Aleppo did not fall in a day. It did not happen in a week or in a month. Aleppo has been bleeding for four years, crying out for help in a world that partly heard but largely refused to care.
Everyone knew this was going to happen. We all stood idly on the wayside, watching as the ancient city of Aleppo crumbled to what it is now -- a rubble of broken spirits, shattered lives, lost city, and a memory of happiness and great dreams.
The Battle of Aleppo started in the middle of July, 2012 and since then the U.N. has estimated that there have been more than 400,000 casualties. It is almost impossible to fathom because this is the 21st century, not the Middle Ages.
How could the entire world remain silent while almost half a million people are killed, injured, or displaced? In the time of Facebook, Twitter, and Instagram, how could we not have noticed an entire city, born millennia ago, disappear in four years?
Initially, I thought, perhaps, we never noticed because Syria is almost 8,500 kilometers away from the Philippines. How could a conflict on the other side of the globe possibly affect us?
However, closer to home, the Rohingyan crisis in Myanmar, just 2,700 kilometers away, has also escaped our attention. The Rohingyan Muslims of Myanmar has often been called the most persecuted minority on Earth. Since 2012, hundreds of thousands of Rohingyas have fled Myanmar to escape the mass annihilation happening there. Until now, no one has been prosecuted for the killing spree against Rohingyas.
And what is more startling is that even on our very own backyard, just a few weeks ago, the Maute terrorist group once again occupied the town of Butig, Lanao Del Sur, an hour away from Manila by plane.
Military forces flushed out members of the Maute group from the town of Butig, however, the town and its people are living in constant danger. The Maute group has not spared any part of the town, no area is sacred. Even schools and mosques were damaged.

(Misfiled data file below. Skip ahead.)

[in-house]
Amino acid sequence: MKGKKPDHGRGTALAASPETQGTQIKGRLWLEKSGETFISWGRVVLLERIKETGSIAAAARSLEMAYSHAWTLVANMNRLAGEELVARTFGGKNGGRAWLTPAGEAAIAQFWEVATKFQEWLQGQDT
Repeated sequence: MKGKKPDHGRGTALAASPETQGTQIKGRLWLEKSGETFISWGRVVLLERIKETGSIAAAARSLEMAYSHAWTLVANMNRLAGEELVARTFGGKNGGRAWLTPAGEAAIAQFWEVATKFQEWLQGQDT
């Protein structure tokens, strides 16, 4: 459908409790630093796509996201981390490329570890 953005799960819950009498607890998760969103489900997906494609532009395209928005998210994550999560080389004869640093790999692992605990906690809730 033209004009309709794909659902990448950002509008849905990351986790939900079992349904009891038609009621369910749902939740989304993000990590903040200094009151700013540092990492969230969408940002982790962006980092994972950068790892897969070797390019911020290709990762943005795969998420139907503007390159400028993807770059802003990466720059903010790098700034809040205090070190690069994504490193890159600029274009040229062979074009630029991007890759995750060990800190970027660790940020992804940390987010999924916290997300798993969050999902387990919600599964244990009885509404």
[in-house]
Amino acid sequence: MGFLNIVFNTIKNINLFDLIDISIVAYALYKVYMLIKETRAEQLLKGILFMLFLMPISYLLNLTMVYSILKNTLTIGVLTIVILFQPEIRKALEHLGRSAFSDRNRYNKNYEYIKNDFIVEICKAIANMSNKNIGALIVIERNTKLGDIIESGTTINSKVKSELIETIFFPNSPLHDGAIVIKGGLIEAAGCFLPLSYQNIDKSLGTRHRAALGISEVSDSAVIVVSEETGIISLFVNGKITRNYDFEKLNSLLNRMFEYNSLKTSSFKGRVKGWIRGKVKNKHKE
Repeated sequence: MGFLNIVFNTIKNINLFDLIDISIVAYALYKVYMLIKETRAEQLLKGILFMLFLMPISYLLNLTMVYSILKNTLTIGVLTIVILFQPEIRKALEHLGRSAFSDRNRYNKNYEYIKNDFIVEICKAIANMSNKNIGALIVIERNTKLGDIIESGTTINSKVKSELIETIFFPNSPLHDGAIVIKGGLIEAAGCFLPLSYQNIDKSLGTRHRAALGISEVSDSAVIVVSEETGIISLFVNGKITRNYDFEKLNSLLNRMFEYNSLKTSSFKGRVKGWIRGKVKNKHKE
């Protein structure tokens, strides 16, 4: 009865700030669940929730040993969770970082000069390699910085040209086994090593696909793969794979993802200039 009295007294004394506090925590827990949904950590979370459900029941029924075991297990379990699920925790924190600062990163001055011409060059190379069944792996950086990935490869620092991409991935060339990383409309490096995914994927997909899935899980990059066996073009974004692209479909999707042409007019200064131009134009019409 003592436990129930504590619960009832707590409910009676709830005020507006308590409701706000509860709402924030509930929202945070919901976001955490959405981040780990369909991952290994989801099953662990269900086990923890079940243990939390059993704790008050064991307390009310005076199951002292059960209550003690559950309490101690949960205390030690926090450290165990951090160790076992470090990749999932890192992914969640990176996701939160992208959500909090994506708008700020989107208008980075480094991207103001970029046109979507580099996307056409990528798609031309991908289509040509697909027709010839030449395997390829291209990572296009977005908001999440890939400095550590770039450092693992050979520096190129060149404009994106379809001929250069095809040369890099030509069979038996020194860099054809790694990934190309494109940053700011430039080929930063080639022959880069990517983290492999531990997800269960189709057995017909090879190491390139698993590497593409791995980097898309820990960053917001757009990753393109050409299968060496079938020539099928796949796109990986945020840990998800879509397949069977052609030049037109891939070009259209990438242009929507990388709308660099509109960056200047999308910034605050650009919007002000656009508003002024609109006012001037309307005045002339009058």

The Abu Sayyaf group has also victimized multiple predominantly Muslim towns in Mindanao this year alone. The string of kidnappings and the barbaric beheadings of their victims exposed the darkness of the human heart. Unspeakable. Evil.
When news first broke of the Paris shooting and bomb blast last year, which left 130 people dead and hundreds more wounded, I saw a lot of my Facebook friends changed their profile photo to the French flag. Paris is 10,737 kilometers away.
After, the Orlando shooting, there was an outpour of #PrayforOrlando on my Facebook and Twitter feeds. Orlando is 14,640 kilometers away.
How could atrocities that are half the world away affect Filipinos more than victims of terrorism and ethnic cleansing happening closer to home? Where was #PrayforAleppo or #PrayforIraq or #PrayforYemen or #PrayforButig or #PrayforMindanao?
Clearly, it is so easy for us to imagine that Muslim people are the culprits of the world’s biggest bloodbaths but we find it so difficult to see that it is also Muslim men, women, and children who are the biggest victims of these same crimes.
When a terrorist group, claiming to be Islamist, unleashes an attack, people would automatically conclude that the victims are non-Muslims.
Believing that ISIS is simply creating a war against the West is a presumption that’s easier to swallow than thinking that the majority of its victims are Muslims themselves.
Even for Filipino based terrorist groups, we think they are waging a war against the government and Christians, forgetting that it is the Muslim communities in Sulu, Lanao, and other cities in Mindanao that face these threats on daily basis.
Aleppo and Butig, are principally Muslim towns. Any atrocities happening in Aleppo or Butig will not shake the global conscience as an attack on Paris, or Orlando, or Brussels would.
The world has been operating on the assumption that Islam is a violent religion that it becomes so effortless to be indifferent to Muslim victims of terrorism.
Recently, my social media feed has been filled with cries for help from Aleppo, of heart breaking videos of mothers losing their infant children, of young women asking to be killed before they are raped, of fathers begging for food before their entire family die of starvation.
The world has finally noticed, unfortunately, when it is, arguably, too late.
In the words of the late Elie Wiesel, there is so much to be done, there is so much that can be done. What all these victims need above all is to know that they are not alone; that we are not forgetting them, that when their voices are stifled we shall lend them ours, that while their freedom depends on ours, the quality of our freedom depends on theirs.
Action is the only remedy to indifference, the most insidious danger of all.
Disclaimer: The views in this blog are those of the blogger and do not necessarily reflect the views of ABS-CBN Corp.